Fractal Time: The Secret of 2012 and a New World Age
As each day passes greater attention is being placed on the up and coming date of 2012 and the various predictions surrounding the westerners interpretation of this period as “the end times”.
Here is a review of Gregg Braden’s latest book, Fractal Time: The Secret of 2012 and a New World Age, recently published by Hay House, Inc.
Rather than focusing on end time theories, Braden explores the idea of Time Codes and Choice Points by using mathematics for his calculations and how they may relate to life and planetary cycles.
Is time really the best tool to measure the vast potential that may be at our door step not all too soon?
God and Science
Fractal Time, Greg Braden’s sixth book on the theme of putting god and science back in bed together, endeavors to reveal the mathematics of the cyclical nature of events.
Braden posits that time based patterns can be discerned and plotted using his Time Code whether they are grand scale effects emanating from the Big Bang or a more personal scale charting repetitive patterns of setbacks, opportunities and triumphs in one’s own life.
He has written an ambitious book in a genre rife with ambition and speculation; the meaning of the enigmatic Mayan calendar end date, December 21, 2012. This upcoming event serves as both the hinge point of his calculations and good marketing for the dust jacket.
“It’s only recently that the meaning of a world age has made sense to modern scientists.”
A Leap Ahead & The End Times Concept
The concept of “the end times” has been pervasive in western thought through the centuries.
Referred to as catastrophism in modern parlance, theories as to why this pathology persists range from the curses of biblical Revelation to suppressed racial memory of past planetary or societal disaster.
The 2012 end date has been collecting these theories like a dark suit in a cat hospital. However, American Indian cosmology, especially of the Maya, teaches that it is more important to realize the date as the beginning of another World Age at the completion of a 5,125 year cycle, and view it as an opportunity to radically shift in consciousness, rather than preparing for the “end.”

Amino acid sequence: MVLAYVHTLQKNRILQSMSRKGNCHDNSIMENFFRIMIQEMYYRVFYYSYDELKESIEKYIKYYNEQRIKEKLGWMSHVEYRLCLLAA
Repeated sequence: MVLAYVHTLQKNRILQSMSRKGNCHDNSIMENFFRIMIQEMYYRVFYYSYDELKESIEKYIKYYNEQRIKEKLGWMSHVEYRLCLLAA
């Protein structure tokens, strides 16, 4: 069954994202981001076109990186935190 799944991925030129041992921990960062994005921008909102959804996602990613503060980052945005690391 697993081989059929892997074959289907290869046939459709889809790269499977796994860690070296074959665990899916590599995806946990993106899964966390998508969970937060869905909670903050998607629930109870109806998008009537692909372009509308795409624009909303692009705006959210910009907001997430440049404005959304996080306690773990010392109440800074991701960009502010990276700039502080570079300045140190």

The Maya “viewed the conditions of the galaxy as converging in a perfect way to serve as a cosmic midwife. From this perspective, the great birth that 2012 is facilitating is a spiritual one: humankind’s evolutionary leap . . .”
The Time Code Algorithm
Much of the book is a collection of mathematical curiosities and scientific facts tinted with a blush of New Age Christianity, daubs of indigenous wisdom and references to the author’s extensive trekking to spiritual power spots around the globe.
Mixing in some selected quotes, we see time as a pattern of cycles dotted with what he calls “Choice Points,” critical moments when change occurs, good or bad according to choices we make as individuals or society collectively.
Braden’s background as a computer system designer in the corporate/military world applies here as he proposes a kind of cybernetics of spiritual development possibly affecting the entire planet.
The algorithm Braden comes up with he calls The Time Code and, despite not too subtle hints of it’s divine pedigree, it’s quite clever, almost elegant (elegance being an attribute greatly prized in scientific mathematics).
Central to each calculation is the ratio known as phi, a truly elegant and ancient formula generally attributed to the Greeks and popularly known as The Golden Mean. The most interesting part of the book is the all too brief history and explanation of this, Mandelbrot’s Fractal Geometry, and the Fibonacci Sequence and how they illustrate an underlying universal pattern in creation.
Some reference to David Boehm’s theory of “Implicate Order” would have helped bring this to a more revealing light.
Recognizing Patterns in the Time Code
I tried out the Time Code calculator using events of my own life, as suggested, and certainly found some wild patterns. Then again it’s a matter of how much detail one considers significant.
I’ve had enough heartbreaks, memorable loves, radical course changes, big wins and near misses, and really stupid decisions in my life, that I could find hexagrams, 666 and the profile of Mother Mary by changing the magnification of scrutiny.